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What does ‘green’ mean?

01 Aug 10

There’s no doubt environmental awareness in the corporate world is growing – and in its wake a host of ‘eco-friendly’ IT products have fl owed into the market. However, customers tell us that deciphering the green features, functionality and legitimacy of these products can be a challenge.
A great way to inform customers of a product’s environmental impact is through third-party benchmarking. This is where eco– labels are useful: they provide you with the confidence to reassure your customers that the products they are buying meet high environmental standards.
The following is a breakdown of several major eco-labels relevant to the IT industry, many of which you may deal with on a day-to-day basis:
ENERGY STAR is a widely used international standard for energy-efficient electronics. It is typically awarded to the top 25% of products in each category on the basis of energy efficiency, and now evaluates more than 35 product categories. In response to greater environmental concerns, it upgraded to a more rigorous set of standards in July last year called the ENERGY STAR 5.0. Machines with internal power supplies that achieve the ENERGY STAR 5.0 must have a minimum of 85% energy efficiency at 50% of rated output; and a minimum of 82% energy efficiency at 20%, and 100% of rated output.
Computer products are measured on power supply and multiplemode efficiency, as well as their power management features. Servers must limit power conversion losses and generate less waste heat, provide building-wide energy efficiency benefits, measure real-time power use, processor utilisation and air temperature, demonstrate advanced power management features and efficient components to save energy across various operating states, and come with standardised key information on energy performance, features and other capabilities.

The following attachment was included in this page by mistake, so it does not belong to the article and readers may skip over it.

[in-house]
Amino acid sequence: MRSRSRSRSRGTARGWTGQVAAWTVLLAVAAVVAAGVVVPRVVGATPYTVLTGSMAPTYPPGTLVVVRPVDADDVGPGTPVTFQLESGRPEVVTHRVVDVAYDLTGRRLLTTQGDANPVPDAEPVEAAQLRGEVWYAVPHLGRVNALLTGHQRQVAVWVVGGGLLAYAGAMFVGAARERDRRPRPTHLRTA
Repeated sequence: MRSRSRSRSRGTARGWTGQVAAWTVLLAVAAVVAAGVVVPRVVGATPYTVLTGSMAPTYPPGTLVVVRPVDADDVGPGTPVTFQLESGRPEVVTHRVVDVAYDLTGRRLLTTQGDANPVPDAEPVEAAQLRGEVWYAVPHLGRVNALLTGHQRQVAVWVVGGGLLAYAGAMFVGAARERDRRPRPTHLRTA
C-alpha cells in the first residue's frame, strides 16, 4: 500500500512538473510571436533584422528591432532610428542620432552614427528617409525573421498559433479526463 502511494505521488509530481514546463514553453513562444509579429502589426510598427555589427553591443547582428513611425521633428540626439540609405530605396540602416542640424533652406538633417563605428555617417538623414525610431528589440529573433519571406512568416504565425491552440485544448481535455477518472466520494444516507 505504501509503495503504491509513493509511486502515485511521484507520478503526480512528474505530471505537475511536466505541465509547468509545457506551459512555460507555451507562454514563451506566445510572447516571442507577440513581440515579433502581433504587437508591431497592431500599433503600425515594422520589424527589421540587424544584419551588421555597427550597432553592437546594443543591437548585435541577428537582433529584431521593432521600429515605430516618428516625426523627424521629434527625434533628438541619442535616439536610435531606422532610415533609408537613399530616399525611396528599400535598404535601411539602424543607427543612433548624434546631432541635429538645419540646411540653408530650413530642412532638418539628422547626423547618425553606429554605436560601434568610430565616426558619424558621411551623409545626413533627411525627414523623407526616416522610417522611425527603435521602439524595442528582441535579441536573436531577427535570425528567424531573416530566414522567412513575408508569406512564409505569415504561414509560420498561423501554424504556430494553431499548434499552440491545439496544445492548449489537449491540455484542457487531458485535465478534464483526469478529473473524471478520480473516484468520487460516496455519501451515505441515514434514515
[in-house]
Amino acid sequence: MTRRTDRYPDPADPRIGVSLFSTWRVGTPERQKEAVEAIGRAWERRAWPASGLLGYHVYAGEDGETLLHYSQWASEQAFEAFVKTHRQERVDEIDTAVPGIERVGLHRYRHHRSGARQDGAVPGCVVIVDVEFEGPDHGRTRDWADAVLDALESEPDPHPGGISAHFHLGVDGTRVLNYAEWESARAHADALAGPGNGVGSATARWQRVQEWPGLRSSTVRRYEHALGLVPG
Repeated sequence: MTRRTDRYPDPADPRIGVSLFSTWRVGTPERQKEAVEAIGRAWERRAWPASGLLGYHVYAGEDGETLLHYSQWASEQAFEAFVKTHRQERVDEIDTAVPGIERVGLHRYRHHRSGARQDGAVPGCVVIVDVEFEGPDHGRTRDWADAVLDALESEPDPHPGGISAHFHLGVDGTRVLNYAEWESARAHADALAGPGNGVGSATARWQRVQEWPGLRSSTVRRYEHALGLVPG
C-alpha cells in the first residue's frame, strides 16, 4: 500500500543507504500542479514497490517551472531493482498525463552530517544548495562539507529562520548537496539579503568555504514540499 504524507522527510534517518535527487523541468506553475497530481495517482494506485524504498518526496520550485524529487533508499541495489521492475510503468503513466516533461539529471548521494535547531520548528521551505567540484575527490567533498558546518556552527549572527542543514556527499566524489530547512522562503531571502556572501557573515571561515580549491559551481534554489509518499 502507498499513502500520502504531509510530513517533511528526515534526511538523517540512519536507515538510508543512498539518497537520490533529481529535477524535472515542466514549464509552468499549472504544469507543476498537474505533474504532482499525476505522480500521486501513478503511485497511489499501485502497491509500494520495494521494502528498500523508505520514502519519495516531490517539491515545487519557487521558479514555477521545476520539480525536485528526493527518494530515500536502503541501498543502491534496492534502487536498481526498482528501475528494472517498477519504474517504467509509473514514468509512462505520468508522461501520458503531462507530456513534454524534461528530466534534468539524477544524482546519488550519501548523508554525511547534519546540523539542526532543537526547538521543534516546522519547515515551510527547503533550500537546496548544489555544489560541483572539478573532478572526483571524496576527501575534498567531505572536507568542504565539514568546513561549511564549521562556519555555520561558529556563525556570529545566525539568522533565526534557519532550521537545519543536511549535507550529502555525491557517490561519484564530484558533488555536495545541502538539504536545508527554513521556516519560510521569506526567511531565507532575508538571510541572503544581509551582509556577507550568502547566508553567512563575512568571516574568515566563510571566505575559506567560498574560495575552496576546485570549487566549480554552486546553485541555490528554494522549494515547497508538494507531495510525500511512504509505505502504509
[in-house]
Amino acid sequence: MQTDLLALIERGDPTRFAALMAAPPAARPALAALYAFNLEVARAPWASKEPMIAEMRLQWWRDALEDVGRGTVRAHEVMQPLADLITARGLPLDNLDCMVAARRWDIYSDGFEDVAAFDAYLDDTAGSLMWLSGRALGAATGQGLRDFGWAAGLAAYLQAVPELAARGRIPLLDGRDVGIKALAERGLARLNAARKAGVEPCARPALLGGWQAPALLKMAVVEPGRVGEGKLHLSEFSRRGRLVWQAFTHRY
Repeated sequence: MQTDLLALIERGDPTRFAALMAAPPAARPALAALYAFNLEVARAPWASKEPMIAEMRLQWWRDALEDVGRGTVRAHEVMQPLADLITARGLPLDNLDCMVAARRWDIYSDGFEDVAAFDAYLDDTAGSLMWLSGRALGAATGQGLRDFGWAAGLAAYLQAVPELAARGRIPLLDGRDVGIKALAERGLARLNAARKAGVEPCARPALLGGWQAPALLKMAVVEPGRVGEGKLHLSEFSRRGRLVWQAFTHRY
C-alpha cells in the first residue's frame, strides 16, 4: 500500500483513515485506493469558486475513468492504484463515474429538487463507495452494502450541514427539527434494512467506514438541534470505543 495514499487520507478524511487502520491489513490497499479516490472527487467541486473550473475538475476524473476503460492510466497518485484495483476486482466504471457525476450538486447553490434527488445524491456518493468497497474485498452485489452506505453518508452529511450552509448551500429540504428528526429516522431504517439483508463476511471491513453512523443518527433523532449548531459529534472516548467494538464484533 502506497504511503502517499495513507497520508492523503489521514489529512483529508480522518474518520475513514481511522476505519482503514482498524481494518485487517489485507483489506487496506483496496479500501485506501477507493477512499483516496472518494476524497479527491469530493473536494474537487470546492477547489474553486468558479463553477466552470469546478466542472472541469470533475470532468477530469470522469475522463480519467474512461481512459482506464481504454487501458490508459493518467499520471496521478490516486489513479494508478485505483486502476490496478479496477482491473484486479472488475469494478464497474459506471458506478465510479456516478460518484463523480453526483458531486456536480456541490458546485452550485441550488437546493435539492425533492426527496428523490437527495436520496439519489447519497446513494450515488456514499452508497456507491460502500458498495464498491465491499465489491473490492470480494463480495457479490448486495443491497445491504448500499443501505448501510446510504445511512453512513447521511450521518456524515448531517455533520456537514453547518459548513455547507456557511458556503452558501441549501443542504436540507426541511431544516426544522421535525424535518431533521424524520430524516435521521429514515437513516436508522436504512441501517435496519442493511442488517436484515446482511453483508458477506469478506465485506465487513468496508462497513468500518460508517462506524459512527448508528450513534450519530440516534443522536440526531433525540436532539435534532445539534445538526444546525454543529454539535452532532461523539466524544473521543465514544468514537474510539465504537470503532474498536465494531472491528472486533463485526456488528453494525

Sitting alongside the ENERGY STAR rating is Electronic Product Environmental Assessment Tool (EPEAT). EPEAT is commonly used in the IT industry and rates desktop and laptop computers, workstations, and computer displays based on 51 environmental criteria. To achieve the EPEAT standard, products must meet the 23 basic criteria which include:

  • The elimination of toxic materials

  • Design for recycling

  • Extended product longevity

  • Increased energy efficiency.

The product may then be awarded bronze, silver or gold certification. Businesses often look out for the EPEAT label as an indicator of a product’s efficiency and longevity.
3. Blue Angel
Developed in Germany, the Blue Angel eco-label focuses on environmental and healthrelated attributes of a wide array of product categories. A Blue Angel eco-label on a product ensures that it performs at a high level without negative impact on human health and has a low impact on the environment. It considers the raw materials used in manufacturing all the way through to final disposal.
4. TCO
Originally the Sweden-based TCO (Total Cost of Ownership) certification focused on health and ergonomic issues related to computer products, but its scope has since expanded to include high product performance and rigorous environmental requirements.
TCO considers corporate social responsibility by the owner, hazardous substances and the ease of recycling, energy consumption and product life span, ergonomics and low emissions.
Attention to environmental standards will only become a bigger consideration in the way businesses direct their IT spend. For the good of your customers, your planet and your business, it’s important to keep up-to-date on eco-labels and educate your customers about their meaning.

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